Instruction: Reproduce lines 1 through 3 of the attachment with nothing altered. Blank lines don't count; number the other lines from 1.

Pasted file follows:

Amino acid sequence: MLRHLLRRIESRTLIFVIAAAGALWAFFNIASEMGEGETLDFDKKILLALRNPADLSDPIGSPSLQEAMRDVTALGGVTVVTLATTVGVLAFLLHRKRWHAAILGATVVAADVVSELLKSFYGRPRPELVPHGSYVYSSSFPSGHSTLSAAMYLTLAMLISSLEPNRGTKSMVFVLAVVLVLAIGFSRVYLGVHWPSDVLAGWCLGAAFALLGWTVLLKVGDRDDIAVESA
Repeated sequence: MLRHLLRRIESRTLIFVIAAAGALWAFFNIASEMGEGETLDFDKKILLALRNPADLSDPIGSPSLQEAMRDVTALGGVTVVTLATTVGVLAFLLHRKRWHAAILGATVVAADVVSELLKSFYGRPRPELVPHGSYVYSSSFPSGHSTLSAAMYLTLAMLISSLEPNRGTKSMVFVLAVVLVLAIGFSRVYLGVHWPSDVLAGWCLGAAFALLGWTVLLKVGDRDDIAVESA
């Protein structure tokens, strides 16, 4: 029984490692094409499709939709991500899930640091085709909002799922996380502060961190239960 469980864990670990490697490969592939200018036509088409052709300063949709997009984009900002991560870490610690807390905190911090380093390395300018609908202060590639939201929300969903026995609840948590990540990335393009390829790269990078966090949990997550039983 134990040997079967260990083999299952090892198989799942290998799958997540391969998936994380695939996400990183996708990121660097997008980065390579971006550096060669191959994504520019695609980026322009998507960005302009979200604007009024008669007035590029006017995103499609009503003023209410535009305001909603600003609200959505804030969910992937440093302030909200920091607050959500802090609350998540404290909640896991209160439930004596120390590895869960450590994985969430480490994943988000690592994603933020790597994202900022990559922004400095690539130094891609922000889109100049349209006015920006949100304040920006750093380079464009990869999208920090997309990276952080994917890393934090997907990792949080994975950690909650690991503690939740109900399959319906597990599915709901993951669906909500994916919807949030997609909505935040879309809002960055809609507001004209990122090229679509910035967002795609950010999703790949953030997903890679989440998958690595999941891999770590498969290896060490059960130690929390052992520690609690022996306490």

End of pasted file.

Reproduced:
Amino acid sequence: MLRHLLRRIESRTLIFVIAAAGALWAFFNIASEMGEGETLDFDKKILLALRNPADLSDPIGSPSLQEAMRDVTALGGVTVVTLATTVGVLAFLLHRKRWHAAILGATVVAADVVSELLKSFYGRPRPELVPHGSYVYSSSFPSGHSTLSAAMYLTLAMLISSLEPNRGTKSMVFVLAVVLVLAIGFSRVYLGVHWPSDVLAGWCLGAAFALLGWTVLLKVGDRDDIAVESA
Repeated sequence: MLRHLLRRIESRTLIFVIAAAGALWAFFNIASEMGEGETLDFDKKILLALRNPADLSDPIGSPSLQEAMRDVTALGGVTVVTLATTVGVLAFLLHRKRWHAAILGATVVAADVVSELLKSFYGRPRPELVPHGSYVYSSSFPSGHSTLSAAMYLTLAMLISSLEPNRGTKSMVFVLAVVLVLAIGFSRVYLGVHWPSDVLAGWCLGAAFALLGWTVLLKVGDRDDIAVESA
């Protein structure tokens, strides 16, 4: 029984490692094409499709939709991500899930640091085709909002799922996380502060961190239960 469980864990670990490697490969592939200018036509088409052709300063949709997009984009900002991560870490610690807390905190911090380093390395300018609908202060590639939201929300969903026995609840948590990540990335393009390829790269990078966090949990997550039983 134990040997079967260990083999299952090892198989799942290998799958997540391969998936994380695939996400990183996708990121660097997008980065390579971006550096060669191959994504520019695609980026322009998507960005302009979200604007009024008669007035590029006017995103499609009503003023209410535009305001909603600003609200959505804030969910992937440093302030909200920091607050959500802090609350998540404290909640896991209160439930004596120390590895869960450590994985969430480490994943988000690592994603933020790597994202900022990559922004400095690539130094891609922000889109100049349209006015920006949100304040920006750093380079464009990869999208920090997309990276952080994917890393934090997907990792949080994975950690909650690991503690939740109900399959319906597990599915709901993951669906909500994916919807949030997609909505935040879309809002960055809609507001004209990122090229679509910035967002795609950010999703790949953030997903890679989440998958690595999941891999770590498969290896060490059960130690929390052992520690609690022996306490």